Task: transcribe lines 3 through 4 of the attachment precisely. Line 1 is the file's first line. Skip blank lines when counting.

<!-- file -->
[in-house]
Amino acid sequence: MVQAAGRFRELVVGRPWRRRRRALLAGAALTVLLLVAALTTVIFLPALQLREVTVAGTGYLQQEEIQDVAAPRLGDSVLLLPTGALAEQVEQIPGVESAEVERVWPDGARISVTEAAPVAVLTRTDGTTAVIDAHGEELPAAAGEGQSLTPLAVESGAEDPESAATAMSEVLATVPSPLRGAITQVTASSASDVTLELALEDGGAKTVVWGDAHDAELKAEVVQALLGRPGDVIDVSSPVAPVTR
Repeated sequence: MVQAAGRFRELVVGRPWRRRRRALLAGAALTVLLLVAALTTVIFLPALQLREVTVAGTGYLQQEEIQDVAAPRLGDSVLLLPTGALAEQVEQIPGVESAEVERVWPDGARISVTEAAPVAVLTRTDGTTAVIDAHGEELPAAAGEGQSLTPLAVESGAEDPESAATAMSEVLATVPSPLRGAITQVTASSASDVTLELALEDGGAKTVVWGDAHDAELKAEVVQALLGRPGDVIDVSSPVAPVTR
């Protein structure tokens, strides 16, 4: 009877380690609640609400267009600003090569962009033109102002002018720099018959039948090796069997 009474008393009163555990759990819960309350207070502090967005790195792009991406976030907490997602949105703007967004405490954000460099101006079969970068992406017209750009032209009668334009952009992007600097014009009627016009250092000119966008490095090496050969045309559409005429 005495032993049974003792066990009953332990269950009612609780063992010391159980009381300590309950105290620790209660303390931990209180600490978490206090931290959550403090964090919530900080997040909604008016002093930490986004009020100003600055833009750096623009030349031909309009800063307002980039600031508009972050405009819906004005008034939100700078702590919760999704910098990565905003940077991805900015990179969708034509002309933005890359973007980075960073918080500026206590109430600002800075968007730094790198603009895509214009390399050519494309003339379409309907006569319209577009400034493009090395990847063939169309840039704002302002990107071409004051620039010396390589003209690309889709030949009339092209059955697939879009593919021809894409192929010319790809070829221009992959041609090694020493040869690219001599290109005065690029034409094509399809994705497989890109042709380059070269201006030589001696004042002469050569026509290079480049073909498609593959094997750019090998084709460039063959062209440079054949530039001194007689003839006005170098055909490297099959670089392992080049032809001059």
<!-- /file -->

Repeated sequence: MVQAAGRFRELVVGRPWRRRRRALLAGAALTVLLLVAALTTVIFLPALQLREVTVAGTGYLQQEEIQDVAAPRLGDSVLLLPTGALAEQVEQIPGVESAEVERVWPDGARISVTEAAPVAVLTRTDGTTAVIDAHGEELPAAAGEGQSLTPLAVESGAEDPESAATAMSEVLATVPSPLRGAITQVTASSASDVTLELALEDGGAKTVVWGDAHDAELKAEVVQALLGRPGDVIDVSSPVAPVTR
């Protein structure tokens, strides 16, 4: 009877380690609640609400267009600003090569962009033109102002002018720099018959039948090796069997 009474008393009163555990759990819960309350207070502090967005790195792009991406976030907490997602949105703007967004405490954000460099101006079969970068992406017209750009032209009668334009952009992007600097014009009627016009250092000119966008490095090496050969045309559409005429 005495032993049974003792066990009953332990269950009612609780063992010391159980009381300590309950105290620790209660303390931990209180600490978490206090931290959550403090964090919530900080997040909604008016002093930490986004009020100003600055833009750096623009030349031909309009800063307002980039600031508009972050405009819906004005008034939100700078702590919760999704910098990565905003940077991805900015990179969708034509002309933005890359973007980075960073918080500026206590109430600002800075968007730094790198603009895509214009390399050519494309003339379409309907006569319209577009400034493009090395990847063939169309840039704002302002990107071409004051620039010396390589003209690309889709030949009339092209059955697939879009593919021809894409192929010319790809070829221009992959041609090694020493040869690219001599290109005065690029034409094509399809994705497989890109042709380059070269201006030589001696004042002469050569026509290079480049073909498609593959094997750019090998084709460039063959062209440079054949530039001194007689003839006005170098055909490297099959670089392992080049032809001059």